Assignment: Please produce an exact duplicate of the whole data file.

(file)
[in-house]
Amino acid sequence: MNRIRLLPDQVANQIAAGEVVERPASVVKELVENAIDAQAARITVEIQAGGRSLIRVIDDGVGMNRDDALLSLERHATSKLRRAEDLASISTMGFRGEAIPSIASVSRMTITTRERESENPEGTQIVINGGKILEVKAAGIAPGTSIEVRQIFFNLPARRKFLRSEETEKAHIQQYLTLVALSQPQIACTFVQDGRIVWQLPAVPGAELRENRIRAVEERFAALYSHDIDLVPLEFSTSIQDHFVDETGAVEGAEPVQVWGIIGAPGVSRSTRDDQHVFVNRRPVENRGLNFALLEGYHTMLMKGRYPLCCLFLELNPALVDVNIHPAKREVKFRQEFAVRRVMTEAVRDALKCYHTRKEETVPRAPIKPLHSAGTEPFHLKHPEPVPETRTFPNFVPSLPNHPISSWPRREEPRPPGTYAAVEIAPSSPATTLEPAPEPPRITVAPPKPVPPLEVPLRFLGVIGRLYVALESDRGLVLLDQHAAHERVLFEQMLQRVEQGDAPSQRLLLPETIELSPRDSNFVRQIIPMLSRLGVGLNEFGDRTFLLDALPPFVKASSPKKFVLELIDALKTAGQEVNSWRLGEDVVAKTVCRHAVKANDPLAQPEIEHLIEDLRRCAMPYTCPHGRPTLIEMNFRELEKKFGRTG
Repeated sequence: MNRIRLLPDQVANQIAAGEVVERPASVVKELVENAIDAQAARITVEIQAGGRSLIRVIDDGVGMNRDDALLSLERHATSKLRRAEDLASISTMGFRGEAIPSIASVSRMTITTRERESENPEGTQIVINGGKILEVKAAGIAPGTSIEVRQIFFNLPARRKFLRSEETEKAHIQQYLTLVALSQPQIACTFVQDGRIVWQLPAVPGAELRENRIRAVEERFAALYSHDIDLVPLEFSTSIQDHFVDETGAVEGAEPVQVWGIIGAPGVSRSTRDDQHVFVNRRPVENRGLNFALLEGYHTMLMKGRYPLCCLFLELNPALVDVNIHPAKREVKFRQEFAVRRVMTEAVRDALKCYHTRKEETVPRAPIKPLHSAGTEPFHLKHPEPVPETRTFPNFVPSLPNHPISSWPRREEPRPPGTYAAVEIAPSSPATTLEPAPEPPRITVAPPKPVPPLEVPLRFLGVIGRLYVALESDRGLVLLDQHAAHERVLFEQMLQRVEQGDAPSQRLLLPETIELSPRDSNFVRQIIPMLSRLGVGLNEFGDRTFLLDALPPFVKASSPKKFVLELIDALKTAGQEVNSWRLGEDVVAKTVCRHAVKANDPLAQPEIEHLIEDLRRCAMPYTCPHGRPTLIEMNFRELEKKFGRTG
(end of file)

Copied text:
[in-house]
Amino acid sequence: MNRIRLLPDQVANQIAAGEVVERPASVVKELVENAIDAQAARITVEIQAGGRSLIRVIDDGVGMNRDDALLSLERHATSKLRRAEDLASISTMGFRGEAIPSIASVSRMTITTRERESENPEGTQIVINGGKILEVKAAGIAPGTSIEVRQIFFNLPARRKFLRSEETEKAHIQQYLTLVALSQPQIACTFVQDGRIVWQLPAVPGAELRENRIRAVEERFAALYSHDIDLVPLEFSTSIQDHFVDETGAVEGAEPVQVWGIIGAPGVSRSTRDDQHVFVNRRPVENRGLNFALLEGYHTMLMKGRYPLCCLFLELNPALVDVNIHPAKREVKFRQEFAVRRVMTEAVRDALKCYHTRKEETVPRAPIKPLHSAGTEPFHLKHPEPVPETRTFPNFVPSLPNHPISSWPRREEPRPPGTYAAVEIAPSSPATTLEPAPEPPRITVAPPKPVPPLEVPLRFLGVIGRLYVALESDRGLVLLDQHAAHERVLFEQMLQRVEQGDAPSQRLLLPETIELSPRDSNFVRQIIPMLSRLGVGLNEFGDRTFLLDALPPFVKASSPKKFVLELIDALKTAGQEVNSWRLGEDVVAKTVCRHAVKANDPLAQPEIEHLIEDLRRCAMPYTCPHGRPTLIEMNFRELEKKFGRTG
Repeated sequence: MNRIRLLPDQVANQIAAGEVVERPASVVKELVENAIDAQAARITVEIQAGGRSLIRVIDDGVGMNRDDALLSLERHATSKLRRAEDLASISTMGFRGEAIPSIASVSRMTITTRERESENPEGTQIVINGGKILEVKAAGIAPGTSIEVRQIFFNLPARRKFLRSEETEKAHIQQYLTLVALSQPQIACTFVQDGRIVWQLPAVPGAELRENRIRAVEERFAALYSHDIDLVPLEFSTSIQDHFVDETGAVEGAEPVQVWGIIGAPGVSRSTRDDQHVFVNRRPVENRGLNFALLEGYHTMLMKGRYPLCCLFLELNPALVDVNIHPAKREVKFRQEFAVRRVMTEAVRDALKCYHTRKEETVPRAPIKPLHSAGTEPFHLKHPEPVPETRTFPNFVPSLPNHPISSWPRREEPRPPGTYAAVEIAPSSPATTLEPAPEPPRITVAPPKPVPPLEVPLRFLGVIGRLYVALESDRGLVLLDQHAAHERVLFEQMLQRVEQGDAPSQRLLLPETIELSPRDSNFVRQIIPMLSRLGVGLNEFGDRTFLLDALPPFVKASSPKKFVLELIDALKTAGQEVNSWRLGEDVVAKTVCRHAVKANDPLAQPEIEHLIEDLRRCAMPYTCPHGRPTLIEMNFRELEKKFGRTG